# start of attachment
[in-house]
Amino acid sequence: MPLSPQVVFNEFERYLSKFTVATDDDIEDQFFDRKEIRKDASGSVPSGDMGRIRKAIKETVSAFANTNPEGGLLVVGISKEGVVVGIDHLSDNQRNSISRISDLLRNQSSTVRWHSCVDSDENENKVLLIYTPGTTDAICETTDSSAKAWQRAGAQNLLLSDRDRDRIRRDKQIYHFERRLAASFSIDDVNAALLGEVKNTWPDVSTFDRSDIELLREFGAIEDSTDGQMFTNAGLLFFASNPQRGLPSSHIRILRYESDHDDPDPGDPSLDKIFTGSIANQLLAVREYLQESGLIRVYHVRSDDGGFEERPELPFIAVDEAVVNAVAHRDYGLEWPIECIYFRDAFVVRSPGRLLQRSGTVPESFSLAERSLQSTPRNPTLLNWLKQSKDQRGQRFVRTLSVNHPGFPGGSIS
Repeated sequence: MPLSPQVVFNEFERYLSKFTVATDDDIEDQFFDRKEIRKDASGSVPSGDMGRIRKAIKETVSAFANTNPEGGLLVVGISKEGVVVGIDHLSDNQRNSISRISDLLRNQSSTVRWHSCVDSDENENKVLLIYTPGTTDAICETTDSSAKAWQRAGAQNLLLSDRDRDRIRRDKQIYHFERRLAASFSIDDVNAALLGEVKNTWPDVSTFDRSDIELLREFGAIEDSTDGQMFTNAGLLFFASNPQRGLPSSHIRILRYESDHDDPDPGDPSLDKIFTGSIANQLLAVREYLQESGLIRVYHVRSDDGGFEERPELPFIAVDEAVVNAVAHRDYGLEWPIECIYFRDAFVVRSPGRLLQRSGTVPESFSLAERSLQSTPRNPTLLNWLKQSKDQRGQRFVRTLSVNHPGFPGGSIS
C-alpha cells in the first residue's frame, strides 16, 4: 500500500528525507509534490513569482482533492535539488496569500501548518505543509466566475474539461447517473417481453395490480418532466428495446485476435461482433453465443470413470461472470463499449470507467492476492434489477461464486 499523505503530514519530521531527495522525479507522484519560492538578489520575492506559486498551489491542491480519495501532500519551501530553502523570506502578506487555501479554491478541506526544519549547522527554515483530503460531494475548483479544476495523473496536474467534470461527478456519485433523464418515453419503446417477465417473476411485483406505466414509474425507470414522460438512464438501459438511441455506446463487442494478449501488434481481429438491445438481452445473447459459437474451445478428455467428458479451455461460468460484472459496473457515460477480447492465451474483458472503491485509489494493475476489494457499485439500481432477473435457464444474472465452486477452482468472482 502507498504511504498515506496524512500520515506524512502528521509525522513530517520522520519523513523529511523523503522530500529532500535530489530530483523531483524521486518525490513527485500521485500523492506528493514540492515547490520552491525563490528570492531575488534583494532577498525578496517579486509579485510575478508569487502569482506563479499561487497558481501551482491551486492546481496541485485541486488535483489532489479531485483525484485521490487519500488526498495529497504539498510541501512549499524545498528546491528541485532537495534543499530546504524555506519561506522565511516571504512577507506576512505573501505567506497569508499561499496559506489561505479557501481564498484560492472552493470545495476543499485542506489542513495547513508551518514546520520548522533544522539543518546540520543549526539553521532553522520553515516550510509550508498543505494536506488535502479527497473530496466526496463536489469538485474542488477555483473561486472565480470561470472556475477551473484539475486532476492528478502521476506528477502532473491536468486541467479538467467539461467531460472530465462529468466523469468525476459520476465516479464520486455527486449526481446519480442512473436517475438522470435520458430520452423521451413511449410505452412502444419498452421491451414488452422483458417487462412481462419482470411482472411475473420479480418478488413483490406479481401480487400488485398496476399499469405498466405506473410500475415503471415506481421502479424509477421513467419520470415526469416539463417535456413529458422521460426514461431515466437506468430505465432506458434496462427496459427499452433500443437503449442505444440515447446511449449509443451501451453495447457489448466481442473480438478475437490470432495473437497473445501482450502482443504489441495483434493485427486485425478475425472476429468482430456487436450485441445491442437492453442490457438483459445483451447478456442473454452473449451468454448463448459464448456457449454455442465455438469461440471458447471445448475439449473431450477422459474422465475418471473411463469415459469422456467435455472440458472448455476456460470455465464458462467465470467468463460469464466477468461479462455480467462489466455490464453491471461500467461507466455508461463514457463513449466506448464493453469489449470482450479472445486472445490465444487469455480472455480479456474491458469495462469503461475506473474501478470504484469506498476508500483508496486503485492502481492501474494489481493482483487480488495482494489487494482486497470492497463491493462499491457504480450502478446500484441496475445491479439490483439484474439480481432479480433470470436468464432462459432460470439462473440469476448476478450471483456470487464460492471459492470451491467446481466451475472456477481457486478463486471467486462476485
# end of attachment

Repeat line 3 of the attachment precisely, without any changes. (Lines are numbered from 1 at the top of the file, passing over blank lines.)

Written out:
Repeated sequence: MPLSPQVVFNEFERYLSKFTVATDDDIEDQFFDRKEIRKDASGSVPSGDMGRIRKAIKETVSAFANTNPEGGLLVVGISKEGVVVGIDHLSDNQRNSISRISDLLRNQSSTVRWHSCVDSDENENKVLLIYTPGTTDAICETTDSSAKAWQRAGAQNLLLSDRDRDRIRRDKQIYHFERRLAASFSIDDVNAALLGEVKNTWPDVSTFDRSDIELLREFGAIEDSTDGQMFTNAGLLFFASNPQRGLPSSHIRILRYESDHDDPDPGDPSLDKIFTGSIANQLLAVREYLQESGLIRVYHVRSDDGGFEERPELPFIAVDEAVVNAVAHRDYGLEWPIECIYFRDAFVVRSPGRLLQRSGTVPESFSLAERSLQSTPRNPTLLNWLKQSKDQRGQRFVRTLSVNHPGFPGGSIS